Bell Curve The Law Talking Guy Raised by Republicans U.S. West
Well, he's kind of had it in for me ever since I accidentally ran over his dog. Actually, replace "accidentally" with "repeatedly," and replace "dog" with "son."

Tuesday, October 28, 2008

Early Voting Extended In Florida

I just saw a link on Daily Dish to a report that Florida's Republican governor, Charlie Crist has extended the hours for early voting from 8 hours a day to 12 hours a day!  The report quotes a Republican insider as saying this is a fatal blow their hopes for Florida.  


What does it say about your party when merely extending the time available to vote is seen as biasing the results against you?  

12 comments:

Dr. Strangelove said...

It means Republicans only want "real" Americans to vote. "Real" Americans being those Americans who vote Republican, of course.

I wish that Florida operative were named. That is a very damaging statement.

Pombat said...

Vaguely related - a study on how to "make people vote" that I thought you might find interesting if you hadn't seen it already: link. I wonder if Real Americans (TM) are more nosy than the rest of you? ;-p

Back on topic - how is that such a damaging statement Dr.S? I'm confused...

Dr. Strangelove said...

Pombat: as I read it, the Republican operative from Florida said that Gov. Crist (himself a Republican) had just thrown away McCain's chances of winning Florida when the voting hours there were extended. Under the guise of "fairness" and "tradition" the Republicans have been trying to shorten voting hours and suppress turnout for years. Restricting the hours of voting makes it harder for poor folk and working people to make it to the polls--and this quote is evidence (if any more were needed) that the Republicans have been doing this on purpose.

Dr. Strangelove said...

Nothing look good old peer pressure to get people to vote. Makes you long for the days of a good, old-fashioned shunning :-)

The Law Talking Guy said...

What Crist did was win himself some safety in a state that will vote blue this year.

Pombat said...

Ahhh. I was trying to figure out how it was a damaging statement for the Democrats, hence the confusion. Understand now!

"Fairness" would mean opening the polls up for as long as they can find volunteers for, midnight to midnight if necessary. This is part of why I think that compulsory voting (which I first experienced in Aus) is such a good idea. Not only does it make everyone vote, but it makes the organisation such that everyone can vote. But then I'm of the belief that part of the reason voter turnout is so low in countries like the US (and the UK) is that people find it too inconvenient, especially when combined with their belief that nothing will really change regardless of whether they vote or not. Which is why Obama appeals so much I think - you can really believe that things actually will change.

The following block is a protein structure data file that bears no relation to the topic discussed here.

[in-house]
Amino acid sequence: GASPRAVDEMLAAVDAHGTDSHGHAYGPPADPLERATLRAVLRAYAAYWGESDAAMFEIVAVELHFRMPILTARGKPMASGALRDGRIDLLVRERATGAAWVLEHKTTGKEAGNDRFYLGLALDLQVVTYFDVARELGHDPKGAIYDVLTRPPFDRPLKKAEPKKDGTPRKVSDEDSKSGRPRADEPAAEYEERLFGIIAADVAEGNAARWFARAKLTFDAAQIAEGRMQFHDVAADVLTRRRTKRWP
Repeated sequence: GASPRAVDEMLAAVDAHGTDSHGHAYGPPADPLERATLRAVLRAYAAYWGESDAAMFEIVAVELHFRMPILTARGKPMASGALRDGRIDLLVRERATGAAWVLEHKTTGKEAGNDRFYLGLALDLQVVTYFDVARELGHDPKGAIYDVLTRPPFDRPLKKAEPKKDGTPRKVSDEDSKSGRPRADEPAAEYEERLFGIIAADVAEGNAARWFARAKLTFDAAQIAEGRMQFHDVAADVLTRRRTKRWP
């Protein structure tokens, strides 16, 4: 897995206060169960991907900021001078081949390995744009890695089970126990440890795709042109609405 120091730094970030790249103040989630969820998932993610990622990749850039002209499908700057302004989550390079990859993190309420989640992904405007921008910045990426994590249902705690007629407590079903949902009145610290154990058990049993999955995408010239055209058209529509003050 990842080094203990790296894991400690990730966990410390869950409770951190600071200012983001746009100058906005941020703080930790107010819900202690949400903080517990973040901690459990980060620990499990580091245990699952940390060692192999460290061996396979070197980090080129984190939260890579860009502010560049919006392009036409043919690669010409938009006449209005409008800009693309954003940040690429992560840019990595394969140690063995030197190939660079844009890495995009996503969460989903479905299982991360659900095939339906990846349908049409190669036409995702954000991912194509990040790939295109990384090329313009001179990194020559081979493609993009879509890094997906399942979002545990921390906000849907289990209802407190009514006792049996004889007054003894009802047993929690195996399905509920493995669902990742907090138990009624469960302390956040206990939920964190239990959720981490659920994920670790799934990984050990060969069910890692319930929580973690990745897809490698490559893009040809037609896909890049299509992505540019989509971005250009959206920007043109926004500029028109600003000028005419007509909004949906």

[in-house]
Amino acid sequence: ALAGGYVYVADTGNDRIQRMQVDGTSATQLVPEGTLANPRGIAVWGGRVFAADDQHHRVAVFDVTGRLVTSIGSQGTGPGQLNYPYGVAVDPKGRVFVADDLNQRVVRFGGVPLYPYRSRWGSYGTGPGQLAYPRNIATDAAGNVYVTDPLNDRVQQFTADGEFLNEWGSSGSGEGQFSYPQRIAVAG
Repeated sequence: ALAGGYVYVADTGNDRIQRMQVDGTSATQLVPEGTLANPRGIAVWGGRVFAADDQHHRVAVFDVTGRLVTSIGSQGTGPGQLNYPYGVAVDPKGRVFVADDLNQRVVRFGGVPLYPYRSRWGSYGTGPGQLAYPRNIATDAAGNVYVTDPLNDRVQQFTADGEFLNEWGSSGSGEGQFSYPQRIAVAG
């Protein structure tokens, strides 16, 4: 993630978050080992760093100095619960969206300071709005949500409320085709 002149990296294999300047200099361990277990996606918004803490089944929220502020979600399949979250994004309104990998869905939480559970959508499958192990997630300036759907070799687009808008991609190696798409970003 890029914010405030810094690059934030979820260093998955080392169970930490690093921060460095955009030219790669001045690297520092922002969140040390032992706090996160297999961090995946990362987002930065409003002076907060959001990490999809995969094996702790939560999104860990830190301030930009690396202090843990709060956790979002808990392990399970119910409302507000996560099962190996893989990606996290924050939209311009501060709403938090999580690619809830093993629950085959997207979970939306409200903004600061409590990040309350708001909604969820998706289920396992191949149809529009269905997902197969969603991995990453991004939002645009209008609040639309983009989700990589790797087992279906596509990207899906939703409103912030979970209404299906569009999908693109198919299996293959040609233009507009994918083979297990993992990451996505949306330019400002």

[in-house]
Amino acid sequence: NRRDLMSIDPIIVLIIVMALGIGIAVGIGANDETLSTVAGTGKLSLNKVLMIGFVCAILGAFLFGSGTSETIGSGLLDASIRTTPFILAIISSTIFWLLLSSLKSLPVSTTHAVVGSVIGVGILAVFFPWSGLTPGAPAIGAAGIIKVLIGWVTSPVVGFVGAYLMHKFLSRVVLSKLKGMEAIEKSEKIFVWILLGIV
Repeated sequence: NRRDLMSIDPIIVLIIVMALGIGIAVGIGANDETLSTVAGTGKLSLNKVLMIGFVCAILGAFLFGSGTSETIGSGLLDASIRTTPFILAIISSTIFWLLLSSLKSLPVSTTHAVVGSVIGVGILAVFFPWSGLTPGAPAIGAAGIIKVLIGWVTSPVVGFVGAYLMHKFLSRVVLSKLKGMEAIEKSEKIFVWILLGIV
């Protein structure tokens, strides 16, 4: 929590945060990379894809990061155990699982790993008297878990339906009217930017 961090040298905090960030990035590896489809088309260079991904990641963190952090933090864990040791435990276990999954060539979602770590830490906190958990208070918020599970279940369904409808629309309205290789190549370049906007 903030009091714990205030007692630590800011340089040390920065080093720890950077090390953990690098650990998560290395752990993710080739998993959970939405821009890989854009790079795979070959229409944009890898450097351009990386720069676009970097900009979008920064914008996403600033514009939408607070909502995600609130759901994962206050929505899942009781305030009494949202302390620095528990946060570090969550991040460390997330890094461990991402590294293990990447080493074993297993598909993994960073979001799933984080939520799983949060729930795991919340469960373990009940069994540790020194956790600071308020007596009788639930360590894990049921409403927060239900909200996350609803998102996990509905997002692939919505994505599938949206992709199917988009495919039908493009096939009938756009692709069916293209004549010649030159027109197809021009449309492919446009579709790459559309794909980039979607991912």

Mmmmm, Old-Fashioned Shunning...

Raised By Republicans said...

Hi Pombat,

I've recently seen some research by some friends on compulsory voting. It's effects can be complicated. So far, their results seem to suggest that forcing people to vote has different effects than just increasing the turnout rate.

Based on existing research on voting behavior, the reason seems to be that lots of things increase turnout: ease of registration, is the election held on a national holiday, the level of information (about the candidates etc) available to the individual voter, etc etc. Information is particularly interesting here. The existing research shows that people are more likely to vote the more information they have. Also, when the less informed voters do vote (which is less likely but can happen), they are more likely to vote randomly. Indeed, exit polls from the US primaries would suggest something like this is going on here. In many of the early primaries the voters who made their decisions latest split among Obama, Clinton and Edwards almost in even thirds.

So this all means that compulsory voting may just spread the votes around among all the parties. In a multi party system that might mean good things for small parties on the fringes.

The bottom line in these results is that the partisan benefits to the left that compulsory voting is presumed to generate are not so clear.

The Law Talking Guy said...

I think that low voter turnout is also related to the fact that most Americans have to vote at least once a year. This will be my FOURTH election this year (two primaries, a general election, and a municipal election). And the ballot is a million miles long. Seriously, I think we are making about 30 or 40 separate decisions at the polls this year.

If we voted like most of the world does - casting one or two simple ballots every few years - turnout would be higher.

The Law Talking Guy said...

I meant 30 or 40 separate decisions *this election*. Closer to 80 this year.

Pombat said...

Yeah, I know you guys have a crazy amount of decisions to make, but I don't think that can be included in the reasons for low turnout - the UK has quick & simple voting, and they don't have dazzling high turnout either.

The fact that you have so many elections I can believe as a factor though. Could this be altered somehow d'you think - simplify the processes so that you don't have so many elections?

Raised By Republicans said...

Switzerland has notoriously low turnout too.

Although I have no research to back this up, I've always thought that low turnout in the US was largely due to a general satisfaction with the status quo. Turnout in 2004, 2006 and this year all showed sharp increases. I think that's related to the rising dissatisfaction with the way things are going.

Pombat said...

So rather than simplify the process, the way to encourage people to vote is to just compulsorily 'elect' Bush in random places around the country each election then? ;-p